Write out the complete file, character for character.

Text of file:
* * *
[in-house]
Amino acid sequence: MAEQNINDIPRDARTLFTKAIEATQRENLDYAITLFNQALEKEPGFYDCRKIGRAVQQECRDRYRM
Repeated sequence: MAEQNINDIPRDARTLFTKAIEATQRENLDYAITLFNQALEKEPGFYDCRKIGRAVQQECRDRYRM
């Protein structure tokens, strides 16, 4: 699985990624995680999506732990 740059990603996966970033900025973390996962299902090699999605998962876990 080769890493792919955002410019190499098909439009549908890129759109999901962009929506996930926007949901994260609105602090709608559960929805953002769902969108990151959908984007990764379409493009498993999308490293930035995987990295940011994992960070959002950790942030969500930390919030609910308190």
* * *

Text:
[in-house]
Amino acid sequence: MAEQNINDIPRDARTLFTKAIEATQRENLDYAITLFNQALEKEPGFYDCRKIGRAVQQECRDRYRM
Repeated sequence: MAEQNINDIPRDARTLFTKAIEATQRENLDYAITLFNQALEKEPGFYDCRKIGRAVQQECRDRYRM
């Protein structure tokens, strides 16, 4: 699985990624995680999506732990 740059990603996966970033900025973390996962299902090699999605998962876990 080769890493792919955002410019190499098909439009549908890129759109999901962009929506996930926007949901994260609105602090709608559960929805953002769902969108990151959908984007990764379409493009498993999308490293930035995987990295940011994992960070959002950790942030969500930390919030609910308190």